The estimated read length
+++++++++++++++++++++++++
Running the :program:`index`
One of the most common way for running the :program:`index` command looks like
to the following command:
.. code-block:: bash
$ oa index --estimate-length 0.9 \
seqindex \
forward.fastq.gz reverse.fastq.gz
the :program:`index` command creates four files :
- <index>.ogx : contains information concerning the index
- <index>.ofx : contains the sequences themselves and the forward index
- <index>.orx : contains reverse index
- <index>.opx : contains read pairing data
The :ref:`organelle assembler <oa>` will need all these file to process assembling.
`<index>` represents the name of index that will be used later by the assembler.
command prototype
-----------------
.. code-block:: none
$ oa index [--single | --mate-pairs] \
[--check-ids] [--check-pairing] \
[--max-read ###] \
[--length ### | --estimate-length #.##] \
[--fasta | --forward-fasta | --reverse-fasta] \
[--no-pipe] \
<index> <forward_fastq_file> [reverse_fastq_file]
options
-------
.. program:: oa index
Sequencing strategy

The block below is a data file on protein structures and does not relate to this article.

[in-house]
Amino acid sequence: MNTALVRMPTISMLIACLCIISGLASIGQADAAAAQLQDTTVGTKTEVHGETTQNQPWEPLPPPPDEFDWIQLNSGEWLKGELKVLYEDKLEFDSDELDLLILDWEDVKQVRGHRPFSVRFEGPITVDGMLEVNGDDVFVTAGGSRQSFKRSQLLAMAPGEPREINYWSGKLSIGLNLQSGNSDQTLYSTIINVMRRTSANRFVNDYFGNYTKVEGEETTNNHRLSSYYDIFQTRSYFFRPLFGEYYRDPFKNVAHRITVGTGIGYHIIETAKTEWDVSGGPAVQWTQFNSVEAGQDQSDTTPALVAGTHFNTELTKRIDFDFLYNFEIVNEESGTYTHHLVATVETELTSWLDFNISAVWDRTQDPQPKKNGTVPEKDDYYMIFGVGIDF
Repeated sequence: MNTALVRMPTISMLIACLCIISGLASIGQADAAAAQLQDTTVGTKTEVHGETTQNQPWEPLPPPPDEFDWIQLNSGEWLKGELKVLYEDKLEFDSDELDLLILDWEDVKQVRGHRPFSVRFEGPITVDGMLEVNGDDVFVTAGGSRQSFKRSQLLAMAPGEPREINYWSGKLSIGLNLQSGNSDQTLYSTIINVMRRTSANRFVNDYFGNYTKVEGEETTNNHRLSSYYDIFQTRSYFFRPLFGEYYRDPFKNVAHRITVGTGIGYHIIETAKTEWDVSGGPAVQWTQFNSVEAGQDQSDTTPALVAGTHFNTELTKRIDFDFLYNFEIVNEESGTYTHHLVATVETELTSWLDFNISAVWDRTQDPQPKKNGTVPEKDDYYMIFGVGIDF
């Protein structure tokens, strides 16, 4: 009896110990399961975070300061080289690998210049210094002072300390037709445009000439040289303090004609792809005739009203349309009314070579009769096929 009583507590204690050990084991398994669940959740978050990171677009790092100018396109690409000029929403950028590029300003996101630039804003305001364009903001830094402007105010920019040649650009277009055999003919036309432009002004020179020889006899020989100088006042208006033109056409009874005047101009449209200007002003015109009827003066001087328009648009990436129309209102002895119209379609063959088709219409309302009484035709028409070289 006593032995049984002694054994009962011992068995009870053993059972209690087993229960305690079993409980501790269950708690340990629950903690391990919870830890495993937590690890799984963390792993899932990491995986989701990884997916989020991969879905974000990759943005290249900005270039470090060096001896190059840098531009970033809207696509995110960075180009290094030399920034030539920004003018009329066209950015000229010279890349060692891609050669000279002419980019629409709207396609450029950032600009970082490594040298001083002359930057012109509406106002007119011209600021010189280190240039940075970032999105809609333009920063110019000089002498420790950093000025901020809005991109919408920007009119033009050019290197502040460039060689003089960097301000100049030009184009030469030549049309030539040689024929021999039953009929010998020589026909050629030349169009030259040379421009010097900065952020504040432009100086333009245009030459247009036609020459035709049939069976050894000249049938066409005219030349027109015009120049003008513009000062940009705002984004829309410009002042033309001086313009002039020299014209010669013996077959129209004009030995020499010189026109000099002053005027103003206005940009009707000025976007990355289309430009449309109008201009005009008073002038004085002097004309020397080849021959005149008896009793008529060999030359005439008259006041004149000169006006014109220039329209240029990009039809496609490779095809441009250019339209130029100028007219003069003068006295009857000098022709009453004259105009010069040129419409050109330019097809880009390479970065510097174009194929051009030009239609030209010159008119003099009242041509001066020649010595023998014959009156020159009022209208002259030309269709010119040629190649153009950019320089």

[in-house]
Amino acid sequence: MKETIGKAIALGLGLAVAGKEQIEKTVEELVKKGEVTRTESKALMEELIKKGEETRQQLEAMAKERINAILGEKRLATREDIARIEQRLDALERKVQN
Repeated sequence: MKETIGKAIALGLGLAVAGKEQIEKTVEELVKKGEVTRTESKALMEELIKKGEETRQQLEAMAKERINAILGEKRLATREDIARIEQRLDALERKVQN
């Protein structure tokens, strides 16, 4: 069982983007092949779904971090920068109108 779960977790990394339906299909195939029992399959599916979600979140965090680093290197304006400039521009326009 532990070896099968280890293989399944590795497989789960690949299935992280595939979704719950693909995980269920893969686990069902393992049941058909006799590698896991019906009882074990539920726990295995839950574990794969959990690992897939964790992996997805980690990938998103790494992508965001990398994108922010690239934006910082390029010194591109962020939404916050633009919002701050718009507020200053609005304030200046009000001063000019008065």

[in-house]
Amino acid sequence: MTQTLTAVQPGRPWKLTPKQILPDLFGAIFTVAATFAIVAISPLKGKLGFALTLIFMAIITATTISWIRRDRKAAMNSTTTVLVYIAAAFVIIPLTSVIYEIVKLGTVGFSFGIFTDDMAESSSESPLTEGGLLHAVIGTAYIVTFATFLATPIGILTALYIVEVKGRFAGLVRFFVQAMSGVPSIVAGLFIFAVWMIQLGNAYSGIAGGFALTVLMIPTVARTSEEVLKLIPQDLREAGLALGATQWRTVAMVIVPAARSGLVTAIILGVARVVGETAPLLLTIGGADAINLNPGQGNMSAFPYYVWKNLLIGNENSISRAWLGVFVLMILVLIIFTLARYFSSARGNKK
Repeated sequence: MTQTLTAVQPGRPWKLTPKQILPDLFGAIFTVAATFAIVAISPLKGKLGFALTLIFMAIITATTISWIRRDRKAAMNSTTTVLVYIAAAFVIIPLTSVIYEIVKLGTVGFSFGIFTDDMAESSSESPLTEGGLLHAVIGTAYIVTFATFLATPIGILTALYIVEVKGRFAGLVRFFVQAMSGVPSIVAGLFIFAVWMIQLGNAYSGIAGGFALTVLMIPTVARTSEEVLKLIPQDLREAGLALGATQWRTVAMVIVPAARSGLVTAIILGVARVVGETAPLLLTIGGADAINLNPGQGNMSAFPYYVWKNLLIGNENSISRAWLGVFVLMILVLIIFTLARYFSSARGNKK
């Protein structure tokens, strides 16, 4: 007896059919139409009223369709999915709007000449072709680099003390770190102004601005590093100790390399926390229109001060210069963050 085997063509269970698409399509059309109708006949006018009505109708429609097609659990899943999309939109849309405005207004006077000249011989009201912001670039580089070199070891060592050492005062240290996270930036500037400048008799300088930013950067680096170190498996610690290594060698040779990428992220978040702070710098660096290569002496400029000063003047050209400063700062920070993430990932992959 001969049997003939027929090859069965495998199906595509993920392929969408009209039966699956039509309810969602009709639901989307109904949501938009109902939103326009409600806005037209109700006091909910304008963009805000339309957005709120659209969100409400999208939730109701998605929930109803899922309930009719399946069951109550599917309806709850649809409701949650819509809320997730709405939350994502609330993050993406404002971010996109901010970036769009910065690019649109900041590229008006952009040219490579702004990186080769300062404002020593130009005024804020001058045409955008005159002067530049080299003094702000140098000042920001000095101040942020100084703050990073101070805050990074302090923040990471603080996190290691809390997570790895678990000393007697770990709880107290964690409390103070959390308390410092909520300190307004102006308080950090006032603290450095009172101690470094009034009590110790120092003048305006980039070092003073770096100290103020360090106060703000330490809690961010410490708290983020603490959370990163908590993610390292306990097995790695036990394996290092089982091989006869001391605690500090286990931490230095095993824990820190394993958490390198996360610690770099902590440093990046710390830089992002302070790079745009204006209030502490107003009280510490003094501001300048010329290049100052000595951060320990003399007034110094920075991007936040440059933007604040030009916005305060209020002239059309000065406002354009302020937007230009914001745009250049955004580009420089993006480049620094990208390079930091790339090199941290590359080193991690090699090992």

+++++++++++++++++++
.. cmdoption:: --single
Single read mode.
.. cmdoption:: --mate-pairs
Indicates that the two read files were obtained using a mate pair
sequencing strategy.
Sequence file checking
++++++++++++++++++++++
.. cmdoption:: --check-ids
Checks that forward and reverse ids are identical.
The two sequence ids `seqid/1` and `seqid/2` are considered as
identical.
.. cmdoption:: --check-pairing
Ensure that forward and reverse files are correctly paired.
The pairing is checked based on the sequence identifier.
The two sequence with the ids `seqid/1` and `seqid/2` are
considered as paired.
Limit for the indexation
++++++++++++++++++++++++
.. cmdoption:: --max-read ###
`###` indicates the number of millions of reads to index. If not
specified all the reads are indexed within the limit imposed by
the program and printed at the beginning of the program trace.
.. code-block:: bash
$ oa index --max-read 4 seqindex forward.fastq reverse.fastq
Build the index with a maximum of four millons of reads.
.. _opt_idx_length:
.. cmdoption:: --length ###
`###` represents the read length to consider. Only reads
with a length greater or equal to `###` will be indexed. Reads longer
than the specified length are truncated at the specified length.
.. code-block:: bash
$ oa index --length 90 seqindex forward.fastq reverse.fastq
Indexes the `forward.fastq` and `reverse.fastq` files using only
reads longer than 90 bp.
If the :option:`--length ###` option is not used the length is estimated
from the length of the first read of the forward file or through the
:option:`--estimate-length #.##` option.